Patricia Cano is a breathtaking and seductive vocalist, and unlike any almost musician of her generation she can sing as if native in English, French, Spanish, and although she does not write in the Quechua language of the Andes, she can sing with great eloquence in that language too. She reveals this time and time again in her recordings and in performances, and now on this breathtaking album Madre Amiga Hermana where Miss Cano reveals herself as an artist of the first order yet again. Her instrument is gorgeous: lustrous, precise and feathertlight. Her musicianship is fierce as she digs into the expression of each word, brings ceaseless variety to dynamics and gives each phrase an airy grace.
Here are performances by Patricia Cano, Carlos Bernardo (Miss Cano’s writing partner) and Luis Orbegoso (who produced this album) to treasure for a lifetime with the vocalist at her most fragrant, light-filled and warmly communicative ever. Take for instance, the poetically-inspired “Caminando”, which Patricia Cano sings in phrases seeming to resemble series of sighs, the elegantly plucky guitar of Carlos Bernardo urging her ever onward. Hardly less beguiling are “Juana Guerrière” and “Carmela y Raúl” – dedicatory pieces for members of her family – in which she conveys not only reverence, but a mesmeric, youthful innocence enlivening the eternal vernal elegance of the former song with affective ornament, lightly articulated declamation and carefully controlled vibrato.
Tempos are justly chosen throughout and the appropriately resonant importance given to the complex, dancing traditional rhythmic forms of “Terre Mère” provides the icing on this most delicious cake. On “Morning Hymn” exquisite violin, viola and cello obbligato is a poignant supplication of fervent intensity where Patricia Cano brings great tenderness and expressive depth to the music. The broad sweeping gestures of “Toi et Moi” call all the gracefulness of French song to mind while “La vie comme si” with Mr Bernardo’s subtle guitar obbligato is of consummate beauty. In all of this, of course, one must sing the highest praises of Carlos Bernardo, guitarist, viola da gamba player and co-conspirator.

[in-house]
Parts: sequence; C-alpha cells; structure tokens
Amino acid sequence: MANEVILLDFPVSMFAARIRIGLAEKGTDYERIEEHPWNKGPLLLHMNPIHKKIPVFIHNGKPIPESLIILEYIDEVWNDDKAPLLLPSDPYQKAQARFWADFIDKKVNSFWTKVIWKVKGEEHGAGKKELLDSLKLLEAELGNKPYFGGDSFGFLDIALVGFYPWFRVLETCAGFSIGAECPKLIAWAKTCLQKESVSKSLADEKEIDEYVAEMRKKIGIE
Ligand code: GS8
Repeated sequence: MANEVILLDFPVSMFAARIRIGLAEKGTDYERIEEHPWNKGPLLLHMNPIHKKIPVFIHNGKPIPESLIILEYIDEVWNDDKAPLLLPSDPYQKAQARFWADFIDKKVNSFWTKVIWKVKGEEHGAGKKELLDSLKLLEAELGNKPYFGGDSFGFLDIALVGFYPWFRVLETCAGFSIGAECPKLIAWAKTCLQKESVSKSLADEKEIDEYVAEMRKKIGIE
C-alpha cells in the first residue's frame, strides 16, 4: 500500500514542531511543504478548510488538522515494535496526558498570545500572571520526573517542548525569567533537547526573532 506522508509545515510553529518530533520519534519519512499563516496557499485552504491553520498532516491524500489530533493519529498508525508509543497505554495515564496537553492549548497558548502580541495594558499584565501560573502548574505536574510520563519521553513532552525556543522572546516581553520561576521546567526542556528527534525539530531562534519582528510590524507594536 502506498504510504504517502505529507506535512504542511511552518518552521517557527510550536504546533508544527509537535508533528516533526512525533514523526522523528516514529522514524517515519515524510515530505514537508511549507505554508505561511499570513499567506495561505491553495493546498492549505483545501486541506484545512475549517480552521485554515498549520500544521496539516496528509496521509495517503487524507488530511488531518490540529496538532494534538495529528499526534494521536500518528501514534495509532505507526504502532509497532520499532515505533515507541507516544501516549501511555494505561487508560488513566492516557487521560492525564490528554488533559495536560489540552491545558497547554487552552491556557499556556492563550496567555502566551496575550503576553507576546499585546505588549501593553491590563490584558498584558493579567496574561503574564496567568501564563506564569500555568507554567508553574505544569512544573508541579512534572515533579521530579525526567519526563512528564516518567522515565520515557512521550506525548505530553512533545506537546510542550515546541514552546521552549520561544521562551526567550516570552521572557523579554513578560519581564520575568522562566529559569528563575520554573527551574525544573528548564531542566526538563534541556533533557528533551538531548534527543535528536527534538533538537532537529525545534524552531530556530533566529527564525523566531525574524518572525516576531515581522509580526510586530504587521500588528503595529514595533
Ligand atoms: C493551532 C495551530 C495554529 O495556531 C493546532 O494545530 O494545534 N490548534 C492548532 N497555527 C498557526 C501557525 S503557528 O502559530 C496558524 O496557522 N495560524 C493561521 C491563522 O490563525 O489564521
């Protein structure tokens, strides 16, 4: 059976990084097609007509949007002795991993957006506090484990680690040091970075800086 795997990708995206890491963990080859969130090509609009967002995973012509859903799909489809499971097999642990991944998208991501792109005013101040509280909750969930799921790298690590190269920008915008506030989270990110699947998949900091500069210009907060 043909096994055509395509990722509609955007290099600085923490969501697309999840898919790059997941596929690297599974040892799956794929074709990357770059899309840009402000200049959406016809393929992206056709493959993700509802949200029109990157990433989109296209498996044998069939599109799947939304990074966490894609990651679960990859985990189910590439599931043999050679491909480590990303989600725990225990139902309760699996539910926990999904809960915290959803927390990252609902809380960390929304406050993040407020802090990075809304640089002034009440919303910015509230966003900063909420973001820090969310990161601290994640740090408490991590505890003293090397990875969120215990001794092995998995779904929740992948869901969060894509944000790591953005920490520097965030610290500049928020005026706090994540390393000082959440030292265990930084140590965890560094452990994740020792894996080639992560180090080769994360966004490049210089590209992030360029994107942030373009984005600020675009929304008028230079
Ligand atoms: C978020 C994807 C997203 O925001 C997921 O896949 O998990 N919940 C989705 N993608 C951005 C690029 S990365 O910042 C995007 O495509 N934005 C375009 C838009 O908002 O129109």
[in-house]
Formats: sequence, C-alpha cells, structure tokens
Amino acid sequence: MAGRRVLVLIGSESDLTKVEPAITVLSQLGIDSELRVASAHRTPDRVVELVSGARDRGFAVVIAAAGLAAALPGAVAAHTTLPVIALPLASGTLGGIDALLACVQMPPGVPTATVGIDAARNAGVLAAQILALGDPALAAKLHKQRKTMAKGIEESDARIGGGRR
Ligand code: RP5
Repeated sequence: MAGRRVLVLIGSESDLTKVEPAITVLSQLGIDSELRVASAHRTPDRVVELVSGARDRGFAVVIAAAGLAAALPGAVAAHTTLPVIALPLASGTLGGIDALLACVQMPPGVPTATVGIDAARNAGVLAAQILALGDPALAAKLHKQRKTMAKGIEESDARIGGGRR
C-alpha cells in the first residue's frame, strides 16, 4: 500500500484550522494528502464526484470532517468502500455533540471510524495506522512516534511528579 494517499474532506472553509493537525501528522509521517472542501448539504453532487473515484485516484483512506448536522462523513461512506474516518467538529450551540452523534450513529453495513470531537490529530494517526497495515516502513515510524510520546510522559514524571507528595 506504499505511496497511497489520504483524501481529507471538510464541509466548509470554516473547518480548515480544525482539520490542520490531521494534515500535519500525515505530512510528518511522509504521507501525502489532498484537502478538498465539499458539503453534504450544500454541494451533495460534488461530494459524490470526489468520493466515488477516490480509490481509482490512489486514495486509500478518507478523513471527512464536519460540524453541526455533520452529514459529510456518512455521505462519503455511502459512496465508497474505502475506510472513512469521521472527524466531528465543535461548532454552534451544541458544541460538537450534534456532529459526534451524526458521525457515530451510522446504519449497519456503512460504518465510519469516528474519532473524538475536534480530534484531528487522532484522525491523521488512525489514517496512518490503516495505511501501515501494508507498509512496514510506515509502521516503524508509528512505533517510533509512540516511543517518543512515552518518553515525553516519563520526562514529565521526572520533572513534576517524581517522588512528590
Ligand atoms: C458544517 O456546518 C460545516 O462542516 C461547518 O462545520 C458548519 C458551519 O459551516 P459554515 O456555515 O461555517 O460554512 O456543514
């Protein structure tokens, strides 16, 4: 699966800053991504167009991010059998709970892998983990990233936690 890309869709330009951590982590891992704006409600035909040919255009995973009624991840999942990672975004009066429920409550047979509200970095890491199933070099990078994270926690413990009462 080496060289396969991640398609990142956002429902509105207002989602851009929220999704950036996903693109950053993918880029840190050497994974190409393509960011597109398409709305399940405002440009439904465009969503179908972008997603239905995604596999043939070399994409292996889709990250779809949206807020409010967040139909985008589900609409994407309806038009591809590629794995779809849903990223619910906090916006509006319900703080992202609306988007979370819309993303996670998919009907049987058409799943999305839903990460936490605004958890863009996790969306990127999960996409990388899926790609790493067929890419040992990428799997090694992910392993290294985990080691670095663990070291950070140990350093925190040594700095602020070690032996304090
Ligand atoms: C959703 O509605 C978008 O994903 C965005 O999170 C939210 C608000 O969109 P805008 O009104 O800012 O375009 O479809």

A Brasilian multi-instrumentalist, Carlos Bernardo brings delicate colour to this music where French, Brasilian and Spanish manners are subtly blended where each instrument (that he plays) participates in the ensemble as well as a soloist, somewhat in the manner of a skilled participant in a chamber orchestra or in a lieder duo. The music’s intimacy is sustained by both Patricia Cano and Carlos Bernardo – and throughout by Luis Orbegoso and the other musicians especially Kevin Barrett, whose star turn on guitar (“Gracias a la Vida”) is especially affecting. This is an outstanding release from a supremely talented songwriter and vocalist. The recorded sound is ideally spacious and transparent.
Tracks – 1: Caminando, 2: Juana Guerrière; 3: Mi Maru; 4: Toi et Moi; 5: La vie comme si; 6: Terre Mère; 7: Morning Hymn; 8: Bridges (Travessia); 9: Carmela y Raúl; 10: Gracias a la Vida; 11: Woman on the Rise
Musicians – Patricia Cano: vocals, percussion; Carlos Bernardo: guitar (2, 3, 7, 10), guitars (1, 4 – 6, 8, 9), acoustic and electric guitars (11), viola da gamba (2), electric bass (2, 4, 6, 8, 10, 11), fretless bass (8), charango (2), bouzouki (6, 11), surdo (1), minor percussion (6), arranger (1, 3 – 8, 10, 11), co-arranger (2, 9); Paco Luviano: contrabass (1, 3, 5), electric bass (9); Luis Orbegoso: drums (8), cajón (1 – 5, 9 – 11), palmas (2), minor percussion (1 – 5, 10, 11), percussion (Culligan container, 6), background vocals (1, 2, 9, 10), vocal double (4), whistling (5) arranger (2, 9), co-arranger (4); Kevin Barrett: guitar solo (10); Nick Ross: violin and viola (7); Alexandra Lee: cello (2, 7); Mario Allende: floor tom (6); Sacha Williamson: backing vocals; Laurel Taubman: backing vocals; Party Vocals (9): Augusto Beingolea, Martha Beingolea, Cecilia Cano, Sarah Armitage, Cristina Beingolea Alarcón, Oscar Cano, Robyn Thomson and Stef Paquette.
Released – 2017
Label – Independent
Runtime – 51:23